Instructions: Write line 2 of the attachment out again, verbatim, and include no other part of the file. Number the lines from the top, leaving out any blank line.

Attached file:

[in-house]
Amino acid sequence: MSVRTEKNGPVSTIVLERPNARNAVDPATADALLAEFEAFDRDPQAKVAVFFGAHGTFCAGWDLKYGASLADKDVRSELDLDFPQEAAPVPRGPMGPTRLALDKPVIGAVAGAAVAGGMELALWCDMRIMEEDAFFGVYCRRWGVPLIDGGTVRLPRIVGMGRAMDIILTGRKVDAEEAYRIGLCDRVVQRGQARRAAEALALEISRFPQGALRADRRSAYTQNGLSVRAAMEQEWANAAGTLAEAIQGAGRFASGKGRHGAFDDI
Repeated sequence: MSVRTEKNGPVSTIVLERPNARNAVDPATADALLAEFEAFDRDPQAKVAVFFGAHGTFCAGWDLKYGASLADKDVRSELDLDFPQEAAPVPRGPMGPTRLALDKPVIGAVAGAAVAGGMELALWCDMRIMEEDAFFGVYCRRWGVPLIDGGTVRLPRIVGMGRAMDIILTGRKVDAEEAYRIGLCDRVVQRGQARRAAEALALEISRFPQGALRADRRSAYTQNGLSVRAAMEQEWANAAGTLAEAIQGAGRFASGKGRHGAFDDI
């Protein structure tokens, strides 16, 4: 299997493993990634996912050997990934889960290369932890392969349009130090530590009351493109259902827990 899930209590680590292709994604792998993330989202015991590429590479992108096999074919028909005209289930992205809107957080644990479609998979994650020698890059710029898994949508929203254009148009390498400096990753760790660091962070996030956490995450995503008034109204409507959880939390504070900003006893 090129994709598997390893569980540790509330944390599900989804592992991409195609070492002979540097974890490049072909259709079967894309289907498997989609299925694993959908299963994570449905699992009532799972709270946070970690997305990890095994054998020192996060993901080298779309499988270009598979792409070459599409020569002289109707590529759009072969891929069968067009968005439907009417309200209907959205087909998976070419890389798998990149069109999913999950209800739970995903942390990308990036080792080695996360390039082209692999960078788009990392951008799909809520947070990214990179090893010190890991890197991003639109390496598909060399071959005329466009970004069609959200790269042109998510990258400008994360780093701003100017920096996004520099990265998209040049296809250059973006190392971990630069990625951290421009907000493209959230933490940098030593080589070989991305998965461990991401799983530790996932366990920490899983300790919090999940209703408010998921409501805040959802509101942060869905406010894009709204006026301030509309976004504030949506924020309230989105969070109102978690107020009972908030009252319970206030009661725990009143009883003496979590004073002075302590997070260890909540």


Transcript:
Amino acid sequence: MSVRTEKNGPVSTIVLERPNARNAVDPATADALLAEFEAFDRDPQAKVAVFFGAHGTFCAGWDLKYGASLADKDVRSELDLDFPQEAAPVPRGPMGPTRLALDKPVIGAVAGAAVAGGMELALWCDMRIMEEDAFFGVYCRRWGVPLIDGGTVRLPRIVGMGRAMDIILTGRKVDAEEAYRIGLCDRVVQRGQARRAAEALALEISRFPQGALRADRRSAYTQNGLSVRAAMEQEWANAAGTLAEAIQGAGRFASGKGRHGAFDDI